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Learning Perl

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18. Converting Other Languages to Perl

Contents:
Converting awk Programs to Perl
Converting sed Programs to Perl
Converting Shell Programs to Perl
Exercise

18.1 Converting awk Programs to Perl

One of the many cool things about Perl is that it is (at least) a semantic superset of awk. In practical terms, this means if you can do something in awk, you can also do it somehow in Perl. However, Perl isn't syntactically compatible with awk. For example, awk's NR (input record number) variable is represented as $. in Perl.

If you have an existing awk program, and wish it to run with Perl, you can perform a mechanical translation using the a2p utility provided with the Perl distribution. This utility converts the awk syntax into the Perl syntax, and for the vast majority of awk programs, provides a directly runnable Perl script.

To use the a2p utility, put your awk program into a separate file and invoke a2p with the name of the file as its argument, or redirect the standard input of a2p to the file. The resulting standard output will be a valid Perl program. For example:

$ cat myawkprog
BEGIN { sum = 0 }
/llama/ { sum += $2 }
END { print "The llama count is " sum }
$ a2p <myawkprog >myperlprog
$ perl myperlprog somefile
The llama count is 15
$

You can also feed the standard output of a2p directly into Perl, because the Perl interpreter accepts a program on standard input if so instructed:

$ a2p <myawkprog | perl - somefile
The llama count is 15
$

An awk script converted to Perl will generally perform the identical function, often with an increase in speed, and certainly without any of awk's built-in limits on line lengths or parameter counts or whatever. A few converted Perl programs may actually run slower; the equivalent action in Perl for a given awk operation may not necessarily be the most efficient Perl code if one was programming from scratch.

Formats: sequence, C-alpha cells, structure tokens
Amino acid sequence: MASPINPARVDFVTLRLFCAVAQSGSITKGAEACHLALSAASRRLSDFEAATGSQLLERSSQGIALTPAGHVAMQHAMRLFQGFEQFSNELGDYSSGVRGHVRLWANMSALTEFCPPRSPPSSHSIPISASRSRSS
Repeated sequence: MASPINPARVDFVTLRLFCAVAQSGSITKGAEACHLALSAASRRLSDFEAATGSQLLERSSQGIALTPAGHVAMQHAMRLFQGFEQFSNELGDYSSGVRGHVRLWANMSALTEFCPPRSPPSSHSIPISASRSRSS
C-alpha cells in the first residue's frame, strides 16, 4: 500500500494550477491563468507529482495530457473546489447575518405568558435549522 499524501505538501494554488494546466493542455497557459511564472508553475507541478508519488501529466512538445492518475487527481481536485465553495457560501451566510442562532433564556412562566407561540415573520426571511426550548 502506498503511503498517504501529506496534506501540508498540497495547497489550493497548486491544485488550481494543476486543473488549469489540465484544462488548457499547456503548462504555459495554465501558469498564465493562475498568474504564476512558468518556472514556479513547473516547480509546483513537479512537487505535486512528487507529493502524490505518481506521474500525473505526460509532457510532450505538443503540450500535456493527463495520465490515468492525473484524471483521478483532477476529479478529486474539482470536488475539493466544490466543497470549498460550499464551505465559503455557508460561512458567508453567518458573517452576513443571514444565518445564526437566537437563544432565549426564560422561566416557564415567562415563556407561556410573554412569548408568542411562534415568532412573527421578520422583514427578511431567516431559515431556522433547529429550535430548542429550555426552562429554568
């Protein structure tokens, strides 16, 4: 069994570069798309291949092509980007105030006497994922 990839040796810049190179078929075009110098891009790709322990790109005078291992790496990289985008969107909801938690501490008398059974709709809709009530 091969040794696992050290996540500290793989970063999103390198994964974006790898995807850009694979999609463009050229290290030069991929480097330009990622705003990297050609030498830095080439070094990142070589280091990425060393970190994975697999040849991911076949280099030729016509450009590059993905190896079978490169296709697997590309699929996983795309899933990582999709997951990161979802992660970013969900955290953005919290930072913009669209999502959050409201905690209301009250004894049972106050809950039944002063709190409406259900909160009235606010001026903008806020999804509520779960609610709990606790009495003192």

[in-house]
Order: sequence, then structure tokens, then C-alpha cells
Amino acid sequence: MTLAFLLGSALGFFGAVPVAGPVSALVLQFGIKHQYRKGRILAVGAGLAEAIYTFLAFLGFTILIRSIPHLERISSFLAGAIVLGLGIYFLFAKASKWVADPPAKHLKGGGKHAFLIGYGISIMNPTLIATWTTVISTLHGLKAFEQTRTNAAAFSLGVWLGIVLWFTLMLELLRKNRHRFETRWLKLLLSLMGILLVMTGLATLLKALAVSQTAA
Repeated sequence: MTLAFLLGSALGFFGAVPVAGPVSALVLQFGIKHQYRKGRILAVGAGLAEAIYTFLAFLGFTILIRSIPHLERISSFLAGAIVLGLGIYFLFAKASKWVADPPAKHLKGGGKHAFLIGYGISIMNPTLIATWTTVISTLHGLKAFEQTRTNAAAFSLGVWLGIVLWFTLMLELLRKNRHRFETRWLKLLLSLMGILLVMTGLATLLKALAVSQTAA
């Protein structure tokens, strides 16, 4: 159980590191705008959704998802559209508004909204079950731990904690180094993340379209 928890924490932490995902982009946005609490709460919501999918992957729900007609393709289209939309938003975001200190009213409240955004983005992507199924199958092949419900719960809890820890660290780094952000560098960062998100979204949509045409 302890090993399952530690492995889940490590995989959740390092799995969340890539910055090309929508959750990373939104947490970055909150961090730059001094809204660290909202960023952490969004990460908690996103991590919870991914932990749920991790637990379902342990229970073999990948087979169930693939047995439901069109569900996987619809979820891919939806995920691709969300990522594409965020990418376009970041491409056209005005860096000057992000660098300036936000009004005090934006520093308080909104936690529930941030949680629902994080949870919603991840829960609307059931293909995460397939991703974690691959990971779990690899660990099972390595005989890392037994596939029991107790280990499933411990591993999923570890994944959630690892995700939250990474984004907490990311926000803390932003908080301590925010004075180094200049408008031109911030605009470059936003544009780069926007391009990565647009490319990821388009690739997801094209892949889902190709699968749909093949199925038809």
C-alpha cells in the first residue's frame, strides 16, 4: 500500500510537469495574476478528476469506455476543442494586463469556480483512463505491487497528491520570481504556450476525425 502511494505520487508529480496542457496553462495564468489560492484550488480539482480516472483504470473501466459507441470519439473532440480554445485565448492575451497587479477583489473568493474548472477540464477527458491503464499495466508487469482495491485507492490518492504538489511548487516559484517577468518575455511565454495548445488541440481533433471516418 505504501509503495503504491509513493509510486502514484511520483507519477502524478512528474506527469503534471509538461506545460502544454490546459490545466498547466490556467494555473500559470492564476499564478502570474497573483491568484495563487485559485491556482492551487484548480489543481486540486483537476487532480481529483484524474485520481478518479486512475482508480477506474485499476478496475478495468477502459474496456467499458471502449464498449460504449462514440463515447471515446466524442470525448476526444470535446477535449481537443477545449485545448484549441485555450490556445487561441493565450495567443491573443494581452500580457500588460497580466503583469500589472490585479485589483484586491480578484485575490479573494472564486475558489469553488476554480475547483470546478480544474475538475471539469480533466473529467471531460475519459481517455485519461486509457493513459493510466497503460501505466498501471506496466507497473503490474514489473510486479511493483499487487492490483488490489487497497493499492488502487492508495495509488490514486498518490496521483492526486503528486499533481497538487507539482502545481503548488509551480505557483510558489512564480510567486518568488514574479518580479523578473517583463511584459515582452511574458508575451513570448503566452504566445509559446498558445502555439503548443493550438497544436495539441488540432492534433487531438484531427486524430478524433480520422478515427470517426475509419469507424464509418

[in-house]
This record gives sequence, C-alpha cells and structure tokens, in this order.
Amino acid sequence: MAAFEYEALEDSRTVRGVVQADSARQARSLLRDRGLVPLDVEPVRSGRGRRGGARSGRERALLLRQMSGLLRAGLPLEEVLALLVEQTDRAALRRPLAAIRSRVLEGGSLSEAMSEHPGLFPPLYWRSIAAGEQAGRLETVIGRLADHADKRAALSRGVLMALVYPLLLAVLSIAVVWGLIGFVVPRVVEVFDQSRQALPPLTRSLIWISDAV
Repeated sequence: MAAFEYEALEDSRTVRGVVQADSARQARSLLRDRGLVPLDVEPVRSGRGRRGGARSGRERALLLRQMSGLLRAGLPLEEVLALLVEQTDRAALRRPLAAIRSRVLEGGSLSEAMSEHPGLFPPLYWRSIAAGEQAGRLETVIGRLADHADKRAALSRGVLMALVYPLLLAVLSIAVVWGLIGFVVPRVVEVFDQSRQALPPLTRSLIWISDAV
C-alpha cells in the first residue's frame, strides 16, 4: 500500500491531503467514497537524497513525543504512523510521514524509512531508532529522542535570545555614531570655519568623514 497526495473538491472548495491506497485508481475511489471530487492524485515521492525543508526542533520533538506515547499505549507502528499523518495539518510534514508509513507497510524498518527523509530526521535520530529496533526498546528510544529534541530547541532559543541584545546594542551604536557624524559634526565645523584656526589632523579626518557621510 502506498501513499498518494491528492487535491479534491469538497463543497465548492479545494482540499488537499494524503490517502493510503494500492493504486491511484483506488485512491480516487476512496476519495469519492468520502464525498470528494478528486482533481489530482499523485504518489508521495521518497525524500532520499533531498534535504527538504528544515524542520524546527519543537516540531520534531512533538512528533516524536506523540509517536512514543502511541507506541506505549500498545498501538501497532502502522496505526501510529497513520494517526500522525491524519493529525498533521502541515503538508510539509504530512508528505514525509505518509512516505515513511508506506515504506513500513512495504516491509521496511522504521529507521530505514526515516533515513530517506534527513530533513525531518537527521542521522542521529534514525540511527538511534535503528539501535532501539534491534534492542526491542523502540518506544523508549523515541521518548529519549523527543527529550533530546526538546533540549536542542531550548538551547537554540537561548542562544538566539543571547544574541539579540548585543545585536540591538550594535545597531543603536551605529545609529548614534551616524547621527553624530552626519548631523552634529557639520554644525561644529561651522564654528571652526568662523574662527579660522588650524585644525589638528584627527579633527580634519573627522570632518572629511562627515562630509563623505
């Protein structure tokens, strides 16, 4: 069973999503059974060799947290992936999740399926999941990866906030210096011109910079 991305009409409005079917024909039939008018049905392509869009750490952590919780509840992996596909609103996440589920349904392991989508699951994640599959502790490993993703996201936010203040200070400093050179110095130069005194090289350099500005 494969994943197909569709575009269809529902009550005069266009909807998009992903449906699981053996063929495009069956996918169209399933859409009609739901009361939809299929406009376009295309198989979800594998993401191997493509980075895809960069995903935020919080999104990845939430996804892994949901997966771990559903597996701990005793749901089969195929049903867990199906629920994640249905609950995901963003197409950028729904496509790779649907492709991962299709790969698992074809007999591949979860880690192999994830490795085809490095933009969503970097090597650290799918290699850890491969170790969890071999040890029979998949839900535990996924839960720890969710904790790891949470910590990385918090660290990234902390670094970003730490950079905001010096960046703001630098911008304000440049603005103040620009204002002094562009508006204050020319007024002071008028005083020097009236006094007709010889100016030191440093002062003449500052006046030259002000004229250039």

You may choose to hand-optimize the converted Perl code, or add new functionality to the Perl version of the program. This is fairly easy, because the Perl code is rather readable (considering that the translation is automatic, this is quite an accomplishment).

A few translations are not mechanical. For example, the less-than comparison for both numbers and strings in awk is expressed with the < operator. In Perl, you have lt for strings and < for numbers. awk generally makes a reasonable guess about the number-ness or string-ness of two values being compared, and the a2p utility makes a similar guess. However, it's possible that there isn't enough known about two values to determine whether a number or a string comparison is warranted, so a2p outputs the most likely operator and marks the possibly erroneous line with #?? (a Perl comment) and an explanation. Be sure to scan the output for such comments after conversion to verify the proper guesses. For more details about the operation of a2p, consult its manpage. If a2p is not found in the same directory that you get Perl from, complain loudly to your Perl installer.


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17.6 ExercisesBook Index18.2 Converting sed Programs to Perl